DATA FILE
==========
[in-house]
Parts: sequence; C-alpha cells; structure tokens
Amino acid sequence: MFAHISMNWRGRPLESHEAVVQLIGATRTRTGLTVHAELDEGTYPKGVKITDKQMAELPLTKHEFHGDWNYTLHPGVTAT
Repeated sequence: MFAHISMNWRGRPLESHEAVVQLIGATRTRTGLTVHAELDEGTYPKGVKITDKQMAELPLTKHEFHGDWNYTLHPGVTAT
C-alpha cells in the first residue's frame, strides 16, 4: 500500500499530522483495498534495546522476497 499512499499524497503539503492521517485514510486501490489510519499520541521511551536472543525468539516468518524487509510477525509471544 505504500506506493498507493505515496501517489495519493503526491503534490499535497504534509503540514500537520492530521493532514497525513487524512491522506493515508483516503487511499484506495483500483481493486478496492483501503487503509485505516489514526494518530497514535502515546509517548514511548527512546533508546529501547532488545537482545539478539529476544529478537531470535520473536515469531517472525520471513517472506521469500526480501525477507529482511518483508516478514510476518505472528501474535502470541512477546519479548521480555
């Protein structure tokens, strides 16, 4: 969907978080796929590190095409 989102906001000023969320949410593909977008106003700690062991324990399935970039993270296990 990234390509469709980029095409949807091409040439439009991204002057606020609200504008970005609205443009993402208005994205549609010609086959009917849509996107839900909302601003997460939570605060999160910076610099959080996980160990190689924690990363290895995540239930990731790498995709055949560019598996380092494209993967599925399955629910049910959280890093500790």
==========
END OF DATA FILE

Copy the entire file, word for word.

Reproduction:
[in-house]
Parts: sequence; C-alpha cells; structure tokens
Amino acid sequence: MFAHISMNWRGRPLESHEAVVQLIGATRTRTGLTVHAELDEGTYPKGVKITDKQMAELPLTKHEFHGDWNYTLHPGVTAT
Repeated sequence: MFAHISMNWRGRPLESHEAVVQLIGATRTRTGLTVHAELDEGTYPKGVKITDKQMAELPLTKHEFHGDWNYTLHPGVTAT
C-alpha cells in the first residue's frame, strides 16, 4: 500500500499530522483495498534495546522476497 499512499499524497503539503492521517485514510486501490489510519499520541521511551536472543525468539516468518524487509510477525509471544 505504500506506493498507493505515496501517489495519493503526491503534490499535497504534509503540514500537520492530521493532514497525513487524512491522506493515508483516503487511499484506495483500483481493486478496492483501503487503509485505516489514526494518530497514535502515546509517548514511548527512546533508546529501547532488545537482545539478539529476544529478537531470535520473536515469531517472525520471513517472506521469500526480501525477507529482511518483508516478514510476518505472528501474535502470541512477546519479548521480555
């Protein structure tokens, strides 16, 4: 969907978080796929590190095409 989102906001000023969320949410593909977008106003700690062991324990399935970039993270296990 990234390509469709980029095409949807091409040439439009991204002057606020609200504008970005609205443009993402208005994205549609010609086959009917849509996107839900909302601003997460939570605060999160910076610099959080996980160990190689924690990363290895995540239930990731790498995709055949560019598996380092494209993967599925399955629910049910959280890093500790």